As summer approaches, many of us are starting to plan our first holiday in at least two years. The summer of 2020 was generally no time to travel, least of all for pleasure. For some pets, it’s going to be a chance to kick back and relax just like their owners.
Features and Prices of Pet Hotels
Some hotels have standard daycare services for as little as $8 for an hour. Others have more expensive extras. Some hotels will charge up to $200 a night, offering things like pet-friendly programs and full-size beds for cats and dogs.
The market is booming, and there are luxury franchise hotels with locations nationwide. The busiest seasons are summer and spring, as pet owners pack their bags and set out for their holiday destinations of choice, east or west. There are always owners who are looking for the very best for their pooch while they’re away.
The best pet hotels have luxury amenities and ensure they treat the animals like family. They are aware of the fact that their owners see them that way and want the best for them. And they should be getting it for what they’re paying – some people spend astronomical amounts on their pets, even as much as $2,000 a month, according to some news reports.
OK, so you’re not necessarily among them. You’re just wondering if you should put your dog in a regular, not a swanky pet hotel, and just for a few days at that.
How Safe is It?
Leaving your dog in a pet hotel is usually safer than a dog kennel or boarding them with your vet. It’s also better than leaving them in a hotel room and traveling with them. In a pet hotel, they will be supervised and monitored, typically around the clock. If you leave your dog with your vet, you should know that their care will end with the staff’s shift. Even vets who return to check on the pets overnight aren’t an effective substitute for a facility that’s staffed 24/7.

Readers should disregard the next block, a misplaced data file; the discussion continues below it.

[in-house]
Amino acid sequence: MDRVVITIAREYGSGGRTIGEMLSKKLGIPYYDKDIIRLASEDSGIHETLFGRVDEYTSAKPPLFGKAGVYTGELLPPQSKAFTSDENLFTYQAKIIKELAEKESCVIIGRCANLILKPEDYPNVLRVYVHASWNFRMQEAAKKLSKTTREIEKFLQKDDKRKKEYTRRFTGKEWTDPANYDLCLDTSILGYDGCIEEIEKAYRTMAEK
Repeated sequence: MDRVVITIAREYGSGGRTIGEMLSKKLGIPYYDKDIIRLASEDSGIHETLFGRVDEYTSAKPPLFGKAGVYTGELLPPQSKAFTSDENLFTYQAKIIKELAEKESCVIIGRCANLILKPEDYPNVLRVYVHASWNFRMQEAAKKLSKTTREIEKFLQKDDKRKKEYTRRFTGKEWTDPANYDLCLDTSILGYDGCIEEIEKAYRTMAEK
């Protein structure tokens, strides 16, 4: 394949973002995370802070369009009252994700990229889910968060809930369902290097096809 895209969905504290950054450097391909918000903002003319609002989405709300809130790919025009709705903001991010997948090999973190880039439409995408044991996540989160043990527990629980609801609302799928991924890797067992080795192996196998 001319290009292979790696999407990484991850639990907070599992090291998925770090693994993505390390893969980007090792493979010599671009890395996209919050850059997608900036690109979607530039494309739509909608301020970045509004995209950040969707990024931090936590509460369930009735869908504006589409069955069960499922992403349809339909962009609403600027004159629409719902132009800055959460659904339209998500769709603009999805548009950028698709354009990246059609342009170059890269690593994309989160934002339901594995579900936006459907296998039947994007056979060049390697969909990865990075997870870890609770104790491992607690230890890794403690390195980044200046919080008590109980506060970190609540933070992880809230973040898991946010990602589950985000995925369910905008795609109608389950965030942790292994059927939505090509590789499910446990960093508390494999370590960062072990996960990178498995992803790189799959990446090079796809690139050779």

Hotel vs. Kennel
At a kennel, dogs are left in enclosures most of the time they’re being boarded. While this ensures their safety, services at hotels are far more customized. Being left in a kennel can lead to separation anxiety, homesickness, and even health issues. Pets have their own rooms in hotels, so there are no unsafe interactions between them. Moreover, they’re given all kinds of opportunities to exercise, including general activities and toilet breaks. At a kennel, you can’t be sure your dog will get exercise apart from a potty break.
Last but not least, a lot of pet hotels screen the animals for diseases prior to accepting them, including those that don’t present obvious symptoms. Kennels’ responsibility is limited to rejecting animals with known contagious diseases.
In a pet hotel, you can expect the staff to be qualified professionals. Ask about certification just in case and look for evidence of licensing on the website. Pet hotels tend to hire people who have gone through years of training and have prior and relevant work experience.
Some experts recommend pet sitting as an alternative to a pet hotel. Pet sitting is when you hire someone to come to your home and take care of your pet when you’re away. This is usually more expensive than a hotel – unless, of course, you opt for a luxury one. Your dog will be part of a group in a hotel while sitting is a personal service.
Like every business, hotels focus on maximizing profit. Studies on maximizing hotel profit frequently refer to this concept as client inclination toward payment. A recent tendency that matches this inclination involves policies on pets.
Hotel pet policies have been identified as a focus of further study in past research. Back in 2012, researchers detected a gap between policies and customer wishes following extensive studies. Ultimately, this gave rise to the pet hotel trend. Around that time, they concluded there were many obstacles to traveling with pets. Hotel policies on pets were one such obstacle. Almost a decade later, it has emerged that pet owners have become more and more willing to pay in the name of their loved ones’ comfort and safety. The pet hotel trend isn’t going anywhere.
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